Author Topic: Neutral Feeding off Water Pipe!!...  (Read 305 times)
MVMH_99
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Neutral Feeding off Water Pipe!!... « on: May 25, 2020, 08:18:39 PM » Author: MVMH_99
Hello everyone,

I've been meaning to make a post on this for a while, but hadn't gotten around to it.  I can't wait to hear your thoughts on this one.

Anyways, a while back I noticed something peculiar with our home's electrical system.  We live in an older home (built in 1953), which still has all the original wiring, except for some circuits added in 2006.  Like any old home, the wiring isn't good by any stretch of imagination - undersized wiring (for the breaker size), no ground conductors, and over-extension of circuits is just the beginning.

However, I've never seen what I'm about to mention here.  It turns out that one of our circuit's "neutrals" functions by being grounded to a water pipe.  How do I know?  Let me explain.

I first started to suspect something was off when I noticed my Honeywell air filter (or any appliance with a motor) would suddenly quiet down (as if there were a drop in current), whenever someone would flush the master bathroom toilet.

Also, one day I was running a space heater on one outlet in my room (on the master bedroom circuit).  Under my desk, I had a wall-mounted surge protector with ground status LEDs, on an entirely separate circuit.  What puzzled me was that when the space heater (on the other, separate circuit) was on, the ground LED on the surge protector (NOT on the heater's outlet circuit) would inexplicably dim.  But, when I turned the heater off, the light went back to its normal brightness.  To test this, I even turned the heater to max, watched the LED on the surge protector, and turned the heater off one notch at a time.  The ground light flickered back to full brightness!  But, the surge protection light never flickered.

So, not only is most of our home's electrical system grounded to plumbing, but we have a neutral fed off a water pipe, too.  Luckily, the house hasn't burnt down, but to think the wiring has been that way since the house was built is unbelievable!  How could no one have ever noticed this?!

I know many people on here will say we should re-wire, but my parents detest house projects and don't see any issue given how long it's been this way.  Wink


Hope you like!
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Medved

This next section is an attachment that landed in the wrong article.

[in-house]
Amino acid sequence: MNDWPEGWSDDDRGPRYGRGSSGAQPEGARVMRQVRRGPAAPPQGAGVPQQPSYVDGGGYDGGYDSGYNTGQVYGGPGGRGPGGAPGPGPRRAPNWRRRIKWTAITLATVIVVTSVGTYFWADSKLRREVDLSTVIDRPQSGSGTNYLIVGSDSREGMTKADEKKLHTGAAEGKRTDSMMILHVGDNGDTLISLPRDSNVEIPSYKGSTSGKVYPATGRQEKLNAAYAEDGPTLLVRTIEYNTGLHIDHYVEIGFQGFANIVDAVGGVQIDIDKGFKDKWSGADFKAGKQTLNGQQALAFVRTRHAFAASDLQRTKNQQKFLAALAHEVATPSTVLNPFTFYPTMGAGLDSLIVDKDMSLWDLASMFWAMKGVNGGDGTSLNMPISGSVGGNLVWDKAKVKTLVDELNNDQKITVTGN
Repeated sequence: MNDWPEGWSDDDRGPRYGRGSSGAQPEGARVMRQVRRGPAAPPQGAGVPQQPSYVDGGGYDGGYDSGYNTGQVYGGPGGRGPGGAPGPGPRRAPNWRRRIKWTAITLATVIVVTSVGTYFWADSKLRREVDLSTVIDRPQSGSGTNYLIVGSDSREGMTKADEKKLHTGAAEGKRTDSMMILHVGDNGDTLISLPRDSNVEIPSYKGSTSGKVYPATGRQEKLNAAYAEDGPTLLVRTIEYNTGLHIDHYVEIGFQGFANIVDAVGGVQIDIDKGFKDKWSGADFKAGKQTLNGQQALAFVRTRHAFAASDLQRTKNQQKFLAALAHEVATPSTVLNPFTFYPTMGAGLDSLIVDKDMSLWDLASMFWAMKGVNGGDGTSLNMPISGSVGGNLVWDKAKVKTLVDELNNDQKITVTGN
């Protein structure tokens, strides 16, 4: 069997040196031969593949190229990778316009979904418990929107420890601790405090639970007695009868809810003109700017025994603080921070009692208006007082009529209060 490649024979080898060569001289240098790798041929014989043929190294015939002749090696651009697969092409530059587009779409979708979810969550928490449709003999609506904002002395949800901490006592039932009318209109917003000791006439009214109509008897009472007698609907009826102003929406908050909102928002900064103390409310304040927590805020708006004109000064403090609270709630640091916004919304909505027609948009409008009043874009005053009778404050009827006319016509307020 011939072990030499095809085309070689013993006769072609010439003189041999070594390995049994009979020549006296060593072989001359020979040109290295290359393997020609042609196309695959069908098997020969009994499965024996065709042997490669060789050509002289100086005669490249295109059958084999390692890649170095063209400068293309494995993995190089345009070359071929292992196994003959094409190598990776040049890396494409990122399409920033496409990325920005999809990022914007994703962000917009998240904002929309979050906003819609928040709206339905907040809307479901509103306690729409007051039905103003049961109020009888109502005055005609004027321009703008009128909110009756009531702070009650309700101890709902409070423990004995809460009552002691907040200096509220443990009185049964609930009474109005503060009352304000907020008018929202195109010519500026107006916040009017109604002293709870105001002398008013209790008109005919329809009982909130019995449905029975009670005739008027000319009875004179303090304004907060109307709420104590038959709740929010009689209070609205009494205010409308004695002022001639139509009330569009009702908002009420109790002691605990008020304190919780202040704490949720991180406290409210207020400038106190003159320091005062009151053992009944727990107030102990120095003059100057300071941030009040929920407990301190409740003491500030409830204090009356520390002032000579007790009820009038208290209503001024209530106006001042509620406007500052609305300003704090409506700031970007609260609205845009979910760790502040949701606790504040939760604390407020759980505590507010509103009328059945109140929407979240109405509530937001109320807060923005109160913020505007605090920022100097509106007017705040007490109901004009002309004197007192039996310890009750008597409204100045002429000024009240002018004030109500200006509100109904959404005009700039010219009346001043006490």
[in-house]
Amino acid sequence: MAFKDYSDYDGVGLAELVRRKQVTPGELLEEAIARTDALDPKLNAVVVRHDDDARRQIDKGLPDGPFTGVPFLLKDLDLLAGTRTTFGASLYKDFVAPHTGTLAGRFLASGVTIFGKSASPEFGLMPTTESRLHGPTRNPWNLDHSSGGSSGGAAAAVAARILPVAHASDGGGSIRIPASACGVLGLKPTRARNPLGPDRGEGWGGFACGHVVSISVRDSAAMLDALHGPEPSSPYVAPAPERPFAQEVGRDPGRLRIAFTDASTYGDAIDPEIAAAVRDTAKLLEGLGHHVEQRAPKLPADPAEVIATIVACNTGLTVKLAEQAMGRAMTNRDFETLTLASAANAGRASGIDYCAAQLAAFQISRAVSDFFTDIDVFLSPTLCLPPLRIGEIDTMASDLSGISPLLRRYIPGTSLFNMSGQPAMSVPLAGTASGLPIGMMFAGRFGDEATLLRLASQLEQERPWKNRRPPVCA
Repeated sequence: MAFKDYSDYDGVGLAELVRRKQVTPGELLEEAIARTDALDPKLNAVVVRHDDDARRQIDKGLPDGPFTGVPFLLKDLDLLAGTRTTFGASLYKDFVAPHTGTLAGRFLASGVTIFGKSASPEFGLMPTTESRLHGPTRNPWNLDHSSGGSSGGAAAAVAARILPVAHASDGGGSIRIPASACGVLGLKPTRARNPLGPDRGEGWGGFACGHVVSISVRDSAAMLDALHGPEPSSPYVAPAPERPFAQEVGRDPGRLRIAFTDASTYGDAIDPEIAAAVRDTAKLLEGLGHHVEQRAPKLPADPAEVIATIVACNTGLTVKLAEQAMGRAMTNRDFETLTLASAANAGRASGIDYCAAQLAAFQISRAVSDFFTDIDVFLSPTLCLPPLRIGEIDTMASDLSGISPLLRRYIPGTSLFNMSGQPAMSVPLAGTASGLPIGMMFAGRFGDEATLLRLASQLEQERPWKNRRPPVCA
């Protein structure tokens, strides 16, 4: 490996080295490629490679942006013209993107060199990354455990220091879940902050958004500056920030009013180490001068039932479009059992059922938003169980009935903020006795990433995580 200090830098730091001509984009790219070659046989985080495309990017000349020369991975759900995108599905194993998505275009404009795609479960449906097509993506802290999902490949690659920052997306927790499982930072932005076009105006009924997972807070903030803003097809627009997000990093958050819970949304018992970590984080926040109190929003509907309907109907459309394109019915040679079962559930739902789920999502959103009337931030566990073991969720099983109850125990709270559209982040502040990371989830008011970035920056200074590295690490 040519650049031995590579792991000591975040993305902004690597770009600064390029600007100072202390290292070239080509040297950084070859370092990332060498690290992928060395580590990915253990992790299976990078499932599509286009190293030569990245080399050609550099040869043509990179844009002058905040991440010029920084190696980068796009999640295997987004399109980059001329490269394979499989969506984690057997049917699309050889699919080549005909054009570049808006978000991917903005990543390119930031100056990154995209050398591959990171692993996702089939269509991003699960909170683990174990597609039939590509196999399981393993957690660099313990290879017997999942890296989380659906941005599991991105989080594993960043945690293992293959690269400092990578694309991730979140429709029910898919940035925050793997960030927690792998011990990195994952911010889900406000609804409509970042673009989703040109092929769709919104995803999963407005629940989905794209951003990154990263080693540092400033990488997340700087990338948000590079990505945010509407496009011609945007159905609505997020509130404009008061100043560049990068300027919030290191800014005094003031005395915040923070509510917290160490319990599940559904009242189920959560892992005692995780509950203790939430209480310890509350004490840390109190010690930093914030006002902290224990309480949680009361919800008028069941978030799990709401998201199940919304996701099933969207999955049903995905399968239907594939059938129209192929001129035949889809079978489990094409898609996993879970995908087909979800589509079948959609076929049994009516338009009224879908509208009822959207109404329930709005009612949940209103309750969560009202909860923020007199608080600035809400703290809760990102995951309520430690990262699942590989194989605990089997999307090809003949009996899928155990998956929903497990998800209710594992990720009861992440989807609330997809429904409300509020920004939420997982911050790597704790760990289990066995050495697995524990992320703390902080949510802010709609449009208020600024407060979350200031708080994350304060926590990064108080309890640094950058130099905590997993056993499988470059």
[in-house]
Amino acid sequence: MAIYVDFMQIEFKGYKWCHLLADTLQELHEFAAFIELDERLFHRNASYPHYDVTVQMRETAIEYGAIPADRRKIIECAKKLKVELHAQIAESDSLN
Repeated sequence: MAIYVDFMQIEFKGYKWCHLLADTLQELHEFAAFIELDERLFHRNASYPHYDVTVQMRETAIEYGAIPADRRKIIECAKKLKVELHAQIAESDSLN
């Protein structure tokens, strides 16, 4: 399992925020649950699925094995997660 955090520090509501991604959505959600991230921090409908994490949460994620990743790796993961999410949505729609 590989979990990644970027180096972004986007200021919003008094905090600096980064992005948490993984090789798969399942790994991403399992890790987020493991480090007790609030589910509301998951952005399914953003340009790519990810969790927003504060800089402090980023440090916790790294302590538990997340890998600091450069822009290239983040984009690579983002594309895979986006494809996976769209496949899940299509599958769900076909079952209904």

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Re: Neutral Feeding off Water Pipe!!... « Reply #1 on: May 25, 2020, 11:59:52 PM » Author: Medved
There is important to distinguish between PE (protection grounding) vs N (intended too carry working current).
For the first is supposed to be interconnected to all the piping as well, in TT systems (PE has separate grounding from N) it could be just the piping providing this connection.
In TNC (where PE and N share common conductor, then called PEN) the PEN is grounded on multiple places along its length.

What could be your problem:
- The installation is made as TNC (was that ever code-legal in the US for homes?) and the PEN broke on some place and so the currents start to fliw through the grounding piping.
- Someone had made a mess in the wiring and "identified" and then connected whatever conductor had no voltage on it as N, so connected the lad N to a PE wire (grounded only via the piping, which was OK for the PE line; of course not for the N).

Definitely this mess is dangerous not only because of fire hazard, but because of electrical shock coming from a water faucet or any metal structure outside of your house - depends where the voltage drop is...
And it signalizes, the water piping is in questionable state too (high risk of water leak, where the voltage drop is - the passing current may have compromised the seal there).


Using ground as a working conductor was legal only for HV SWER lines (single wire earth return; a cheap way to supply very few homes over long distance - you pay just one conductor, plus because tgere is no other to short to when swaying in the wind, poles could be spaced further apart, reducing the cost further), but first this always ended on a transformer pole and the current return always used separate grounding electrode (spaced away from the LV side PE grounding) and because of the HV (10's kV) and just few kW, the grounding currents were very limited (barely an amp), so did not cause tyat much voltage drop on the grounding electrode.
But as far as I know, SWER installations were legal only for really remote houses and even for at least a decade new are not allowed anymore in the US (you need a metallic conductor for the return line, but that could be way closer to the ground, so the spacing advantage, as well as the ability to use cheaper steel is still there).
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Re: Neutral Feeding off Water Pipe!!... « Reply #2 on: May 26, 2020, 02:43:01 PM » Author: Ash